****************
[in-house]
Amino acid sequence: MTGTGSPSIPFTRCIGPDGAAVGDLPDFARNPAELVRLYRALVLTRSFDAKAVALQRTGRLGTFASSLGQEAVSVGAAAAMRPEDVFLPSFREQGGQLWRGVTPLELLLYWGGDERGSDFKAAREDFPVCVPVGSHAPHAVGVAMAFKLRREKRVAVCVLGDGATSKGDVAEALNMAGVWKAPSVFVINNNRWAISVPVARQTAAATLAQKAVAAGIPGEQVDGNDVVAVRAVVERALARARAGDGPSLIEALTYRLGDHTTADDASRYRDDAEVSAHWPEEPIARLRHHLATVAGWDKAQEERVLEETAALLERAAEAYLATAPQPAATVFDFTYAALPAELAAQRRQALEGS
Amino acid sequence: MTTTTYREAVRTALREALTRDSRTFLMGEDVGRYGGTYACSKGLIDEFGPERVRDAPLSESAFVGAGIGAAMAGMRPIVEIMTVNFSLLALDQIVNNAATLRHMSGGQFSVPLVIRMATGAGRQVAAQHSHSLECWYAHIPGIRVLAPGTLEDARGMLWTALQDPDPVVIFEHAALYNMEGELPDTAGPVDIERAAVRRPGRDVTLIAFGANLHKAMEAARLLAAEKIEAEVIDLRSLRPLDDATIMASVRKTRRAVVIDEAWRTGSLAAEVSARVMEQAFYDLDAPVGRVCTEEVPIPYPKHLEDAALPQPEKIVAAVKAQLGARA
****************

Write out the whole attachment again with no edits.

[in-house]
Amino acid sequence: MTGTGSPSIPFTRCIGPDGAAVGDLPDFARNPAELVRLYRALVLTRSFDAKAVALQRTGRLGTFASSLGQEAVSVGAAAAMRPEDVFLPSFREQGGQLWRGVTPLELLLYWGGDERGSDFKAAREDFPVCVPVGSHAPHAVGVAMAFKLRREKRVAVCVLGDGATSKGDVAEALNMAGVWKAPSVFVINNNRWAISVPVARQTAAATLAQKAVAAGIPGEQVDGNDVVAVRAVVERALARARAGDGPSLIEALTYRLGDHTTADDASRYRDDAEVSAHWPEEPIARLRHHLATVAGWDKAQEERVLEETAALLERAAEAYLATAPQPAATVFDFTYAALPAELAAQRRQALEGS
Amino acid sequence: MTTTTYREAVRTALREALTRDSRTFLMGEDVGRYGGTYACSKGLIDEFGPERVRDAPLSESAFVGAGIGAAMAGMRPIVEIMTVNFSLLALDQIVNNAATLRHMSGGQFSVPLVIRMATGAGRQVAAQHSHSLECWYAHIPGIRVLAPGTLEDARGMLWTALQDPDPVVIFEHAALYNMEGELPDTAGPVDIERAAVRRPGRDVTLIAFGANLHKAMEAARLLAAEKIEAEVIDLRSLRPLDDATIMASVRKTRRAVVIDEAWRTGSLAAEVSARVMEQAFYDLDAPVGRVCTEEVPIPYPKHLEDAALPQPEKIVAAVKAQLGARA